Saturday 9 February 2019

Interview with Kevin O’Brien

After losing his wife and counselling practice, the only thing 32-year-old Dave Hopper has going for himself is his part-time professorship at his alma mater, a growing Christian college. And the only reason he even got that job was because his previous professor, now ambitious dean, pulled a few strings.

The dean’s plans for growth hit a snag when the property he wants to develop has been promised to a gay support group – which has plans to open an LGBT homeless teen shelter if they can raise the money in time. The dean is forced to take drastic measures, offering Dave his dream job, but he only gets it if he goes undercover in the group and stops them from raising the funds needed to buy the property.

Dave reluctantly agrees, and for the first time, is met face-to-face with the community he has been counselling against his entire career. The awkward and emotional experiences that follow lead Dave on a journey of truth, revealing that life and love are not as black and white as he first thought.
That’s the plot of the new film AT THE END OF THE DAY, releasing Feb 26 on VOD. We speak to the film’s writer-director Kevin O’Brien.

How did the film come about, sir?

Hustle. Nonstop hustle. Along with a splash of luck, and collaboration with an incredibly talented cast and crew. The story grew out of my own faith journey. As I grew older, I met some fabulous people and began to gain a deeper understanding of love and faith. This evolution compelled me to help others see the world with such beauty, and this story came out of that desire.

Tell us about the script – was it inspired by anything in particular?

The biggest inspirations from the film came from the relationships with my friends and members of our local PFLAG (Parents and Friends of Lesbians and Gays) Support Group. I had so many stories and personalities to pull from. I was constantly impressed by the generosity and faith of the LGBTQ community, especially considering how many within the Church has caused them harm.

How similar a film to Boy Erased is it? They both would seem to have their common threads…

Yes, both films explore the damage that religion has cause so many in the LGBTQ community. I would say they are rather different in tone. Boy Erased is a true story, whereas At the End of the Day is fictional, with a much lighter, comedic tone. Our story follows a conservative, Christian professor, who begins to ask questions he’s not supposed to ask.

Are any of the characters based on yourself?

Not particularly. While the lead character’s internal journey was the same as mine, the actual plot is fictional. However, I had to ask many of the same questions, and build relationships with many of the same people, as Dave did. It’s only through those relationships that we can grow.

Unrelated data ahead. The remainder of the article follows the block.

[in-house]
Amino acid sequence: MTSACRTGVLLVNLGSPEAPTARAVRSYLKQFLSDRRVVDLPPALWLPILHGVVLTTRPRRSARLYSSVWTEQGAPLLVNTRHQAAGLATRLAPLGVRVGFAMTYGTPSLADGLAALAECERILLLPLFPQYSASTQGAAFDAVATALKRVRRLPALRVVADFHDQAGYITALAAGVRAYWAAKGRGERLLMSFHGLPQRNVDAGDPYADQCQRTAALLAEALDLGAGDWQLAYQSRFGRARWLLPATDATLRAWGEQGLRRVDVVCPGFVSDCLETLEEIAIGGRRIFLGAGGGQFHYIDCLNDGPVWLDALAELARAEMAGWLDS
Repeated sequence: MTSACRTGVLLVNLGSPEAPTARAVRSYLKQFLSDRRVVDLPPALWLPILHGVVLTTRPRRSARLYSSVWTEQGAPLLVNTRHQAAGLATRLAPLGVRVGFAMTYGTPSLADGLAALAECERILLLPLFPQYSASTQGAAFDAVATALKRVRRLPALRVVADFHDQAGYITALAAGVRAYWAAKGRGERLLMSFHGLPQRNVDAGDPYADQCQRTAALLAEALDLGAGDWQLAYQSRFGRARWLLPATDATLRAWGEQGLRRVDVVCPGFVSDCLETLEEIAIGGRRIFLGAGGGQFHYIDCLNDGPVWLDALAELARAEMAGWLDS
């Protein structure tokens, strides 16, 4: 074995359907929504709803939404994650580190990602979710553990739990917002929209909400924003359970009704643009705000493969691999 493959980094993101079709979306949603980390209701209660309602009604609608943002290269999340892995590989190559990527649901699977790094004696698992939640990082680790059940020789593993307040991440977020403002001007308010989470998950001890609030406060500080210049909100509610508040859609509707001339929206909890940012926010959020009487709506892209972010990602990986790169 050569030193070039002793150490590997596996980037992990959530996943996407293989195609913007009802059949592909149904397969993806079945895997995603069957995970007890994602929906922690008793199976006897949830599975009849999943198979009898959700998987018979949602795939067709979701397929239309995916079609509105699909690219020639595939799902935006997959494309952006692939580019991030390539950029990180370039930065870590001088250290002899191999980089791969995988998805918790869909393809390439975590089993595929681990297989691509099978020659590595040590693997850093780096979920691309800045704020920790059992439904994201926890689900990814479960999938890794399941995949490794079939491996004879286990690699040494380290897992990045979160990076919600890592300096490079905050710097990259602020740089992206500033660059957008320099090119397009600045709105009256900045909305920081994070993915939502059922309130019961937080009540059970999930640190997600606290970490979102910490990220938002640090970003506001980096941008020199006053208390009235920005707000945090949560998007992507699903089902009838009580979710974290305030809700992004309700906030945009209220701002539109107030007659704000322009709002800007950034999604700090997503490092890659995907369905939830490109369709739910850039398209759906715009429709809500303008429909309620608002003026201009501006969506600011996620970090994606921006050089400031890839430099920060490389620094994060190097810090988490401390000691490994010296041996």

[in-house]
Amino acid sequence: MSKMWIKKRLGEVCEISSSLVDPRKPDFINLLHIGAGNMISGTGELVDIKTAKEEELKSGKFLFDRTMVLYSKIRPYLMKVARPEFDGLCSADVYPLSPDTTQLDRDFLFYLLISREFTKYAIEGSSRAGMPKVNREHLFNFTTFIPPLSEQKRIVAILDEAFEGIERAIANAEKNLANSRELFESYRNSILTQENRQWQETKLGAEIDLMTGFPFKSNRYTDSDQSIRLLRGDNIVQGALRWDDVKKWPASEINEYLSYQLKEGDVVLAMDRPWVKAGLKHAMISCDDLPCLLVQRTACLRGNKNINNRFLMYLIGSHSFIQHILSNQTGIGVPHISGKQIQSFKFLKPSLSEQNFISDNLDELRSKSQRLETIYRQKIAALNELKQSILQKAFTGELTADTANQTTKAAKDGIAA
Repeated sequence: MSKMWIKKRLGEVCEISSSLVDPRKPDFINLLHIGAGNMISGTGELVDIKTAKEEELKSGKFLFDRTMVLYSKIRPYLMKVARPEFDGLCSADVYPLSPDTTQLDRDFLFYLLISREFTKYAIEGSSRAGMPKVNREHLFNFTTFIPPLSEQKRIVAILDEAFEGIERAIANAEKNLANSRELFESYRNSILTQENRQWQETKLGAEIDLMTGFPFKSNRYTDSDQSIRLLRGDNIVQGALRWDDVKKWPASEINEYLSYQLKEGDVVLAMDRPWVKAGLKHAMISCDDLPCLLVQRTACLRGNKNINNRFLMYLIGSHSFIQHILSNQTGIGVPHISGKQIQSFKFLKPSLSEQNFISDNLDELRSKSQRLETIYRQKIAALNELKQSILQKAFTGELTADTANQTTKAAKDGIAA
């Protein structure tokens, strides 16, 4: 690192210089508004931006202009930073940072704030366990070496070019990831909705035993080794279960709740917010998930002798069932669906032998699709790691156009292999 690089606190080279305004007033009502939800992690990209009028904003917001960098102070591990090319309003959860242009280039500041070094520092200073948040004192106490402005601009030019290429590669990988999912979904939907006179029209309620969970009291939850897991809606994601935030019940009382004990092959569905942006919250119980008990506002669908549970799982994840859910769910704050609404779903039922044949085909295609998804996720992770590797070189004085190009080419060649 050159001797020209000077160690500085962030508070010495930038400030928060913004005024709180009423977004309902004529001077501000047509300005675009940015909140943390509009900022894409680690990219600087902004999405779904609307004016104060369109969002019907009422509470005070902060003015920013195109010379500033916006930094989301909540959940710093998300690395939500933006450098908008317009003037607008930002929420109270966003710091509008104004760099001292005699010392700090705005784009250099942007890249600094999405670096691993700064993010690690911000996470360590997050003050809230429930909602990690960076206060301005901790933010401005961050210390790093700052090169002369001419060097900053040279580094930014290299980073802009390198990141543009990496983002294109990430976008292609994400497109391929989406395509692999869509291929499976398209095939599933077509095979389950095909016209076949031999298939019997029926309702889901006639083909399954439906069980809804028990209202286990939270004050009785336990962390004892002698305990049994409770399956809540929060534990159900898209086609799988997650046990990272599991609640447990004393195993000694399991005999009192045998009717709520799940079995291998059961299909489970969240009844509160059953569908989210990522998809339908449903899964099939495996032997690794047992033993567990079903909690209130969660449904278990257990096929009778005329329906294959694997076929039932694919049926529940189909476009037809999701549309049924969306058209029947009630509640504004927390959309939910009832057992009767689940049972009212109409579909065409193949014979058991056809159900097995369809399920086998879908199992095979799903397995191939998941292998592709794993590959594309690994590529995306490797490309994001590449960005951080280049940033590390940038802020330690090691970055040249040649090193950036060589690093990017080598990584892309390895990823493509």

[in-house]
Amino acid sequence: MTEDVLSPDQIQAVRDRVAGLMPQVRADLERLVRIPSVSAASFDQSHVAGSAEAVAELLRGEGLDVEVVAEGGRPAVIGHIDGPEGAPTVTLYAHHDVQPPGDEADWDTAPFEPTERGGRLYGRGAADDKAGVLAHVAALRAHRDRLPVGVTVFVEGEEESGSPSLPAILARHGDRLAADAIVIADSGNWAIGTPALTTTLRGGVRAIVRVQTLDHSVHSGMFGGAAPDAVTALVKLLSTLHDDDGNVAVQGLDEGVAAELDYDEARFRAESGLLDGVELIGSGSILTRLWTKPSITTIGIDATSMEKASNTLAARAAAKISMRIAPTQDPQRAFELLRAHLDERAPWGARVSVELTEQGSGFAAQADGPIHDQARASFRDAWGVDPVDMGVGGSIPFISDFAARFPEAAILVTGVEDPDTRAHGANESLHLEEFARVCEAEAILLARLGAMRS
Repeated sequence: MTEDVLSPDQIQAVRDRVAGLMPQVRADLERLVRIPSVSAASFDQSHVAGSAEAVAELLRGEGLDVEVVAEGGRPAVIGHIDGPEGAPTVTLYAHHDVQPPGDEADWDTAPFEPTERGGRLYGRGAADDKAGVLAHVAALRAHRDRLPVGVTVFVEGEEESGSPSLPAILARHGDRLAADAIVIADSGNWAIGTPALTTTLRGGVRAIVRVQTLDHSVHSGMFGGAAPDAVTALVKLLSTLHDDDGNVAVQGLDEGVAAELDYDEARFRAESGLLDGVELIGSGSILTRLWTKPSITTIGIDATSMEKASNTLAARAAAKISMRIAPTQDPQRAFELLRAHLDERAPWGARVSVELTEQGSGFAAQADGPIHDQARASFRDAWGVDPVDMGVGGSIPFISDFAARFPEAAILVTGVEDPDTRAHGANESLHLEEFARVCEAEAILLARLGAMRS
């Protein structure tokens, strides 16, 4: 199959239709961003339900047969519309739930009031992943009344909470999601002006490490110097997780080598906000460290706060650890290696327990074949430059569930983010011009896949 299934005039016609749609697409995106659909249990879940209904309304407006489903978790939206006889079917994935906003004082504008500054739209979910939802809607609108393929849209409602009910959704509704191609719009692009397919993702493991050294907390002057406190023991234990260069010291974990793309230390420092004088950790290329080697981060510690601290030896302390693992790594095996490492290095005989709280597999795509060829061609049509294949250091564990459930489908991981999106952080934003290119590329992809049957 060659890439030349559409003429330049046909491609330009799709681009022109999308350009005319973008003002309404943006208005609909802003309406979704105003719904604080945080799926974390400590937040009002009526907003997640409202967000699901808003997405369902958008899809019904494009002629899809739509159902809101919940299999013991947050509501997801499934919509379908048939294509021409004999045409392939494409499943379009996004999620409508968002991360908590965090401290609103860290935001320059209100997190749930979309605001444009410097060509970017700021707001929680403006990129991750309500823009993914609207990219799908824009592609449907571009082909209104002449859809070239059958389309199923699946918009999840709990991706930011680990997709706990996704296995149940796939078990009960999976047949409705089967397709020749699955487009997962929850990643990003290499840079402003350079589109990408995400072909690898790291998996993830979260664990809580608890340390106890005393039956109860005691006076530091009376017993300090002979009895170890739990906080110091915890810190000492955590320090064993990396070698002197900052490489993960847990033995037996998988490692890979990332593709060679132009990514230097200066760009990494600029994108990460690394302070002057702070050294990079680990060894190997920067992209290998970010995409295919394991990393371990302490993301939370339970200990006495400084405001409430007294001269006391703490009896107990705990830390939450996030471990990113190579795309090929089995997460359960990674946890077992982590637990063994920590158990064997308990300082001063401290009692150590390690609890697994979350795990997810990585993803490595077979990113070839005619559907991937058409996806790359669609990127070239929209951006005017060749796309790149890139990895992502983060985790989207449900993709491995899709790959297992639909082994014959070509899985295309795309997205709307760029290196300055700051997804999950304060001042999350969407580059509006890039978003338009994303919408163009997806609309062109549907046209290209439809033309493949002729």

How tough is it for not only you as a filmmaker, but for your cast, to shoot some of those heavier scenes?

Some of them were rather emotionally draining. Certainly, more-so for the actors. They were brilliant and beautiful and gave 100% every take. I often felt like it was my job to stay out of their way and not screw them up.

How did you come down from those heavy scenes at the end of the day?

Well, most of the time the schedule was so tight that there wasn’t enough space to process those during production. One particular scene, where we hear the stories of 4 youth who faced religious rejection, was certainly the most powerful and emotional. We all needed some time to sit in that heaviness, and honor the courage of those youth.

How did you find the right male lead?

I think I got crazy lucky! Stephen found us through a Facebook post for the role, and it was getting close to the beginning of production. Stephen was really the first audition that I felt really “got” Dave, and I think that’s confirmed by the reactions from the audience. Stephen was able to be sympathetic even though he was portraying a less-than-ideal character.

When did you watch your first cut?  Have to lose much in the editing room?

Considering I was also the editor on this movie, I saw the first cut as it was put together. But that first time I watched the movie all the way through was incredibly magical. Granted, it was way too long, and didn’t have any music - but we had an actual movie! The final cut is about 35 minutes shorter than that first cut, and the movie is certainly better because of it.

What’s the message behind this movie?

Ultimately, the message is to listen to and honor the lived experiences of others. The movie specifically deals with the topic of the LGBTQ community and people of faith, but it’s also bigger than that. In general, it’s hard for humans to stop our busy lives and try to understand someone else’s journey, but that hard work is exactly what we need to bring unity.